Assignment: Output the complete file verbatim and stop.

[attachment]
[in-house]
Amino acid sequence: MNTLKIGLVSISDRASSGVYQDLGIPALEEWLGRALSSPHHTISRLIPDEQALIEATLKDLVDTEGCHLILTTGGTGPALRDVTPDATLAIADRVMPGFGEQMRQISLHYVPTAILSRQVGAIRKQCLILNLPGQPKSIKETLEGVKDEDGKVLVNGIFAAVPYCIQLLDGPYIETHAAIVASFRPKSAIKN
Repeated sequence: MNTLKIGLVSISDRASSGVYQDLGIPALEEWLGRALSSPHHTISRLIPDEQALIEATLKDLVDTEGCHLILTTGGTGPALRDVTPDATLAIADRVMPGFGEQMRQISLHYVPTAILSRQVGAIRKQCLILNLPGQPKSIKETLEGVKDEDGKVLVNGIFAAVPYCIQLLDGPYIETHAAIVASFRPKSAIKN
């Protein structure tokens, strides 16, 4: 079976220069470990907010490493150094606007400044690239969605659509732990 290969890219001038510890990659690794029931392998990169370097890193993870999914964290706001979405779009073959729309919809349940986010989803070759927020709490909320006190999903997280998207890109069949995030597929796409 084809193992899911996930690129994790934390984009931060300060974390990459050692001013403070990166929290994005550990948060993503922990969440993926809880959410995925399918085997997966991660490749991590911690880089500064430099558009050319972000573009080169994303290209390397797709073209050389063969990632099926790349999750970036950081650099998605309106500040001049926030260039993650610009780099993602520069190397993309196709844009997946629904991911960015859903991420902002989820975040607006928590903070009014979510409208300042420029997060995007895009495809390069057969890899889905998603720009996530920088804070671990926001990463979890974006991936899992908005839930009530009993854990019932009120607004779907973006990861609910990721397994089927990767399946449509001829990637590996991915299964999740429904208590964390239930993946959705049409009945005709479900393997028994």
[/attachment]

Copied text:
[in-house]
Amino acid sequence: MNTLKIGLVSISDRASSGVYQDLGIPALEEWLGRALSSPHHTISRLIPDEQALIEATLKDLVDTEGCHLILTTGGTGPALRDVTPDATLAIADRVMPGFGEQMRQISLHYVPTAILSRQVGAIRKQCLILNLPGQPKSIKETLEGVKDEDGKVLVNGIFAAVPYCIQLLDGPYIETHAAIVASFRPKSAIKN
Repeated sequence: MNTLKIGLVSISDRASSGVYQDLGIPALEEWLGRALSSPHHTISRLIPDEQALIEATLKDLVDTEGCHLILTTGGTGPALRDVTPDATLAIADRVMPGFGEQMRQISLHYVPTAILSRQVGAIRKQCLILNLPGQPKSIKETLEGVKDEDGKVLVNGIFAAVPYCIQLLDGPYIETHAAIVASFRPKSAIKN
């Protein structure tokens, strides 16, 4: 079976220069470990907010490493150094606007400044690239969605659509732990 290969890219001038510890990659690794029931392998990169370097890193993870999914964290706001979405779009073959729309919809349940986010989803070759927020709490909320006190999903997280998207890109069949995030597929796409 084809193992899911996930690129994790934390984009931060300060974390990459050692001013403070990166929290994005550990948060993503922990969440993926809880959410995925399918085997997966991660490749991590911690880089500064430099558009050319972000573009080169994303290209390397797709073209050389063969990632099926790349999750970036950081650099998605309106500040001049926030260039993650610009780099993602520069190397993309196709844009997946629904991911960015859903991420902002989820975040607006928590903070009014979510409208300042420029997060995007895009495809390069057969890899889905998603720009996530920088804070671990926001990463979890974006991936899992908005839930009530009993854990019932009120607004779907973006990861609910990721397994089927990767399946449509001829990637590996991915299964999740429904208590964390239930993946959705049409009945005709479900393997028994």